SIRT1 is a potential drug target for treatment of diabetic kidney disease

Yifei Zhong, Kyung Lee, John Cijiang He

Research output: Contribution to journalReview articlepeer-review

63 Scopus citations

Abstract

Multiple studies have demonstrated a critical role of Sirtuin-1 (SIRT1) deacetylase in protecting kidney cells from cellular stresses. A protective role of SIRT1 has been reported in both podocytes and renal tubular cells in multiple kidney disease settings, including diabetic kidney disease (DKD). We and others have shown that SIRT1 exerts renoprotective effects in DKD in part through the deacetylation of transcription factors involved in the disease pathogenesis, such as p53, FOXO, RelA/p65NF-κB, STAT3, and PGC1α/PPARγ. Recently we showed that the podocyte-specific overexpression of SIRT1 attenuated proteinuria and kidney injury in an experimental model of DKD, further confirming SIRT1 as a potential target to treat kidney disease. Known agonists of SIRT1 such as resveratrol diminished diabetic kidney injury in several animal models. Similarly, we also showed that puerarin, a Chinese herbal medicine compound, activates SIRT1 to provide renoprotection in mouse models of DKD. However, as these are nonspecific SIRT1 agonists, we recently developed a more specific and potent SIRT1 agonist (BF175) that significantly attenuated diabetic kidney injury in type 1 diabetic OVE26 mice. We also previously reported that MS417, a bromodomain inhibitor that disrupts the interaction between the acetyl-residues of NF-κB and bromodomain-containing protein 4 (BRD4) also attenuates DKD. These results suggest that SIRT1 agonists and bromodomain inhibitors could be potential new therapuetic treatments against DKD progression.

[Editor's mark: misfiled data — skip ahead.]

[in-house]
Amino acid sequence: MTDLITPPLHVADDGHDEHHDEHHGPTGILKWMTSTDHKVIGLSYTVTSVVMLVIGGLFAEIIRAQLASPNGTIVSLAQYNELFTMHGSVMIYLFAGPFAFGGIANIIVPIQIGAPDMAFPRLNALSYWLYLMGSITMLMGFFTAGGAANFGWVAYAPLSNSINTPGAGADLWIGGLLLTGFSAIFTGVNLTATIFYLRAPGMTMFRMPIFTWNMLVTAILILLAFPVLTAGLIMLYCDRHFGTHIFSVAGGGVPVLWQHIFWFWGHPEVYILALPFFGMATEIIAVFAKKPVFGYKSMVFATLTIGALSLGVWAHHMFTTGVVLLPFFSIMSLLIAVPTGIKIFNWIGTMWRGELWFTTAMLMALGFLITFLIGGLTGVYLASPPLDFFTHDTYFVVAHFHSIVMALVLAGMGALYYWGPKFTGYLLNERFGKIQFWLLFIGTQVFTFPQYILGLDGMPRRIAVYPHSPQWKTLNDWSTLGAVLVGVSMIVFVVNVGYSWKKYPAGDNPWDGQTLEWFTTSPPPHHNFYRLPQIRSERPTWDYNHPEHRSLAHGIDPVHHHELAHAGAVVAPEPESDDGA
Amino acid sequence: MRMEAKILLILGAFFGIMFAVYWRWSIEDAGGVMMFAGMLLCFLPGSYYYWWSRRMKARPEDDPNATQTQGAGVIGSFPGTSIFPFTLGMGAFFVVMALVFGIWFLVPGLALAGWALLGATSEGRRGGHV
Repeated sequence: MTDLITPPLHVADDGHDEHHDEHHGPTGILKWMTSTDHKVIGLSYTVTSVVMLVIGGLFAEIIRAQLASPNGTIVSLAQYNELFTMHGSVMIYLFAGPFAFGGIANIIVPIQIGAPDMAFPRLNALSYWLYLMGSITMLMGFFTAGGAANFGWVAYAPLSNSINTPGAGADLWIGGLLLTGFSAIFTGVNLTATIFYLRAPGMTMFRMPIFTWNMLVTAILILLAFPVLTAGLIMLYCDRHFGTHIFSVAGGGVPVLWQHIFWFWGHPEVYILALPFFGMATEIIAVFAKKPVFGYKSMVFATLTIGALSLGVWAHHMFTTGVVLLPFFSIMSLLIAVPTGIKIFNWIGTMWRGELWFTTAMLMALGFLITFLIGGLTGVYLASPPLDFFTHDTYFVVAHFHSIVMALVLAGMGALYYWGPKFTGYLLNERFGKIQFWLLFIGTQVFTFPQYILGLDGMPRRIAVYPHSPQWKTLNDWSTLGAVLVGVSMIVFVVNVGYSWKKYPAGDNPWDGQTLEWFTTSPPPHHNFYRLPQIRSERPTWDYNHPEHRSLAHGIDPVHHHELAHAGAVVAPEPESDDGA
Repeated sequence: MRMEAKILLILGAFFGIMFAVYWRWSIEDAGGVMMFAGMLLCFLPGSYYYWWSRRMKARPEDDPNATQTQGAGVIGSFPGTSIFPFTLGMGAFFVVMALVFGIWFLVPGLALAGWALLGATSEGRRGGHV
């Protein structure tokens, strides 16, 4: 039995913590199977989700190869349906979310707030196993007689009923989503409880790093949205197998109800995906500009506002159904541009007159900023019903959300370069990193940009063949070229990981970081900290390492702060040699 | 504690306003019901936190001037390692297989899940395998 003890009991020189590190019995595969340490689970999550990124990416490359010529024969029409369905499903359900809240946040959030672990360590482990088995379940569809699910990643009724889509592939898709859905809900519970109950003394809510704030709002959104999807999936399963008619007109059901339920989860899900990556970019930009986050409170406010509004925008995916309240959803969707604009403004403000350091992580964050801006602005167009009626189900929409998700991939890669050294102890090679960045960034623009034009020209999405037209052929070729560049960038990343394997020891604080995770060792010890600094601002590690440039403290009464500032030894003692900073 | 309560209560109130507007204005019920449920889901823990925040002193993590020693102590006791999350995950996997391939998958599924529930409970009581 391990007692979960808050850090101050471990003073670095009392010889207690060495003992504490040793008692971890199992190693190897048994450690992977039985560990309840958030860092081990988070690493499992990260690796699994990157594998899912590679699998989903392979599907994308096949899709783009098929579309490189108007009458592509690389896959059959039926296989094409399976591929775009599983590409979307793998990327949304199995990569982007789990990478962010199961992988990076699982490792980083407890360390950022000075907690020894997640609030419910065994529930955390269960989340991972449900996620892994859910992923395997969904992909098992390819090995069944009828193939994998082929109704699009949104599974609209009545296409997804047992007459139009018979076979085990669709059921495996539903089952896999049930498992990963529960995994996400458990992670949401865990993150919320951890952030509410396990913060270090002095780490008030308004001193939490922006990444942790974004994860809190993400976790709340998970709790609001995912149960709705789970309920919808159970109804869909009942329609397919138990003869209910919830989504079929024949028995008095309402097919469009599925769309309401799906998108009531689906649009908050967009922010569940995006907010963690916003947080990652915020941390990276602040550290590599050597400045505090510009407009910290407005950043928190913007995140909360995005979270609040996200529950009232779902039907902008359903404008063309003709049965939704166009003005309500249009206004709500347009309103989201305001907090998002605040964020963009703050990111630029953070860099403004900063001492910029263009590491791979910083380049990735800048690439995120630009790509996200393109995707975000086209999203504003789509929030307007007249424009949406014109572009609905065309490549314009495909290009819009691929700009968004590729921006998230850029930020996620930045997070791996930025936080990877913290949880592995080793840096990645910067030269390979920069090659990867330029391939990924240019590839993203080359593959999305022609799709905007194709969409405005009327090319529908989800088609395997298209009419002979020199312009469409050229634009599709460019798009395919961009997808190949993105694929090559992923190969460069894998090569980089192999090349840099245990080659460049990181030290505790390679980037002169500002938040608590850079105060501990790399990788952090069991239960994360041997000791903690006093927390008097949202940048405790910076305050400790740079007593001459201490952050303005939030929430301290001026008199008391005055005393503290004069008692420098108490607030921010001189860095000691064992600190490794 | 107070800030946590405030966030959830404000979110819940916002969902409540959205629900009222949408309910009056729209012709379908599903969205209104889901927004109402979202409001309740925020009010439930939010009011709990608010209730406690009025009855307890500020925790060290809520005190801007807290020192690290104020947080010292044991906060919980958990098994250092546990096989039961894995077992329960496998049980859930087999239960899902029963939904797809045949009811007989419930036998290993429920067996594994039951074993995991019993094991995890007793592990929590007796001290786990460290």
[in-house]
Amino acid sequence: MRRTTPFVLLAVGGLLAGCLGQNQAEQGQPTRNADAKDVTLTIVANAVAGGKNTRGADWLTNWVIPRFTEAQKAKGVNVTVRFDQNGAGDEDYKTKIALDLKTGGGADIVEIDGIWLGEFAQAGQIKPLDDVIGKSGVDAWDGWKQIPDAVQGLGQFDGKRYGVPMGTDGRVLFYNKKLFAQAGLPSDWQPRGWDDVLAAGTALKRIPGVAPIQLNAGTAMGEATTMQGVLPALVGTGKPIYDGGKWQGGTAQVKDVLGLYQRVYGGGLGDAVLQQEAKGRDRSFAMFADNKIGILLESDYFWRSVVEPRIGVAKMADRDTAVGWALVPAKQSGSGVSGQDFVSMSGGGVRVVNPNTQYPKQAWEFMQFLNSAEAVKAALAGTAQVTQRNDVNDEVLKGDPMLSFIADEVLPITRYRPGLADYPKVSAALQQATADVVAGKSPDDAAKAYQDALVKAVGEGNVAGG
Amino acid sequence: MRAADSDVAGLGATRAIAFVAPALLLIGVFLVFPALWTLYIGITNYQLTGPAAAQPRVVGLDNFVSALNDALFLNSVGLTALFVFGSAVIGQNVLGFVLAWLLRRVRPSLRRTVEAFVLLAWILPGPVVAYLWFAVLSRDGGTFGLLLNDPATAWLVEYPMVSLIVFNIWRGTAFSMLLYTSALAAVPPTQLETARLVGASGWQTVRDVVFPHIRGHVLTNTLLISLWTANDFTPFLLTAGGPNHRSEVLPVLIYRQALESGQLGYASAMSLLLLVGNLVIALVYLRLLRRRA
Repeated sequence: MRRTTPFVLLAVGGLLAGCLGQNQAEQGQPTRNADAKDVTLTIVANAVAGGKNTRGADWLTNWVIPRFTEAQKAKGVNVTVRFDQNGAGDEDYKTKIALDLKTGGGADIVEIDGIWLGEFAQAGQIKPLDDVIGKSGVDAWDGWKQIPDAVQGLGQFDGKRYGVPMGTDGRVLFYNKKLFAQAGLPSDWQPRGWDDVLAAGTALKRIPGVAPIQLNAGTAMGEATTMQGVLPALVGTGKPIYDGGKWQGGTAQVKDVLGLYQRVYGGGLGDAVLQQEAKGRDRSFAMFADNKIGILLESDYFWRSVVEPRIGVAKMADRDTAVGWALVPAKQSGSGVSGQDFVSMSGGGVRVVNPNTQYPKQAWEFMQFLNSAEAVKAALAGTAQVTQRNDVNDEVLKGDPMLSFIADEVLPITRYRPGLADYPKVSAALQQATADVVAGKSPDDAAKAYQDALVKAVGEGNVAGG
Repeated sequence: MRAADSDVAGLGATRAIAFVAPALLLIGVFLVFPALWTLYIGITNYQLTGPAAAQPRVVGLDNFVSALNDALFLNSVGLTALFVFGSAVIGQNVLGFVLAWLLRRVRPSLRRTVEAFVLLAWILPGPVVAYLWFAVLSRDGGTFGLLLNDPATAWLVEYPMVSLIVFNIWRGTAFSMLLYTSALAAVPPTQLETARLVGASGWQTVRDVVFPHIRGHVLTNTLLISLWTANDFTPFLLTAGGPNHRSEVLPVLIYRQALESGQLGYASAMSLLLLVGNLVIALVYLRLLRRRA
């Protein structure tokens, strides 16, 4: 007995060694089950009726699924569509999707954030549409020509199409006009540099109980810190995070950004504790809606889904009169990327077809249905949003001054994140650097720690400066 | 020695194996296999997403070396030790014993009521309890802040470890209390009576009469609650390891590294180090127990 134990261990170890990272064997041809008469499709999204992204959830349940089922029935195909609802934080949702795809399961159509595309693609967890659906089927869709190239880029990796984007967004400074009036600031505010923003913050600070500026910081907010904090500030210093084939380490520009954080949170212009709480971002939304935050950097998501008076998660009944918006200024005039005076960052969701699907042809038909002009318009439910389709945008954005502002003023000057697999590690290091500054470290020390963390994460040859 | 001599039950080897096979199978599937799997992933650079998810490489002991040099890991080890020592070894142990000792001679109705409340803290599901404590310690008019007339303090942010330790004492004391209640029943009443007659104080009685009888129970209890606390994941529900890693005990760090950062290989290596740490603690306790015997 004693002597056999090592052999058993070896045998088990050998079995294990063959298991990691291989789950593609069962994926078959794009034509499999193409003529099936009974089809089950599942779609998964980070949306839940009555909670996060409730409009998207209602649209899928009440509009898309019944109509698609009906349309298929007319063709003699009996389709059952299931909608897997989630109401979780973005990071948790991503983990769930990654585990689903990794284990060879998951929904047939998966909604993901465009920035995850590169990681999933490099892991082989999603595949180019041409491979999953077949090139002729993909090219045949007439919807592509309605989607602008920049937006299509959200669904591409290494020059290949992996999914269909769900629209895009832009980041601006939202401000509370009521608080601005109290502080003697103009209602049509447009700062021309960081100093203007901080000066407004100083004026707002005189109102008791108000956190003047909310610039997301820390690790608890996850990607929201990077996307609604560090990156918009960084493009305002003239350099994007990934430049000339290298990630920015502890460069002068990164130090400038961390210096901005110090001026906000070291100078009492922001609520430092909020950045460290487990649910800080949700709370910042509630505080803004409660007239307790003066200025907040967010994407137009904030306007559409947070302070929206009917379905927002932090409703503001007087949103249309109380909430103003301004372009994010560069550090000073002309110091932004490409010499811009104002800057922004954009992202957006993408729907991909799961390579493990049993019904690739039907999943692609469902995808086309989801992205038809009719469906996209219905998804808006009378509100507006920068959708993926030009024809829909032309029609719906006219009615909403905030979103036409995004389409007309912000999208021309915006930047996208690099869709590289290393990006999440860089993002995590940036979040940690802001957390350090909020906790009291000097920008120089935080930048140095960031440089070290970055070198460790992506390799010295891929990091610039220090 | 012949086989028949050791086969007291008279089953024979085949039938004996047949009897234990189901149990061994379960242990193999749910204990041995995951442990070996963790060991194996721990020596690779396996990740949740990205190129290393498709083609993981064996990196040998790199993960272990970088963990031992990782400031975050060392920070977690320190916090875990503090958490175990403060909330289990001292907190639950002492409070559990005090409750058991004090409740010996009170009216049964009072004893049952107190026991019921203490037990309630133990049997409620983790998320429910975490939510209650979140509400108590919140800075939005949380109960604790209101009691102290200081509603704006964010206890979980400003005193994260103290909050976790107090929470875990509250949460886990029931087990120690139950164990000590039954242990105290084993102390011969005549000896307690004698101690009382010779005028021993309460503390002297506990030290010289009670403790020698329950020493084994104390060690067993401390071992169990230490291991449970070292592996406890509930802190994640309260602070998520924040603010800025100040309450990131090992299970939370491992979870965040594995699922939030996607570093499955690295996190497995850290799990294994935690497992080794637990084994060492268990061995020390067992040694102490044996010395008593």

Original languageEnglish
Article number624
JournalFrontiers in Endocrinology
Volume9
Issue numberOCT
DOIs
StatePublished - 17 Oct 2018

Keywords

  • Acetylation
  • Bromodomain inhibitor
  • Diabetic kidney disease
  • Podocytes
  • SIRT1

Fingerprint

Dive into the research topics of 'SIRT1 is a potential drug target for treatment of diabetic kidney disease'. Together they form a unique fingerprint.

Cite this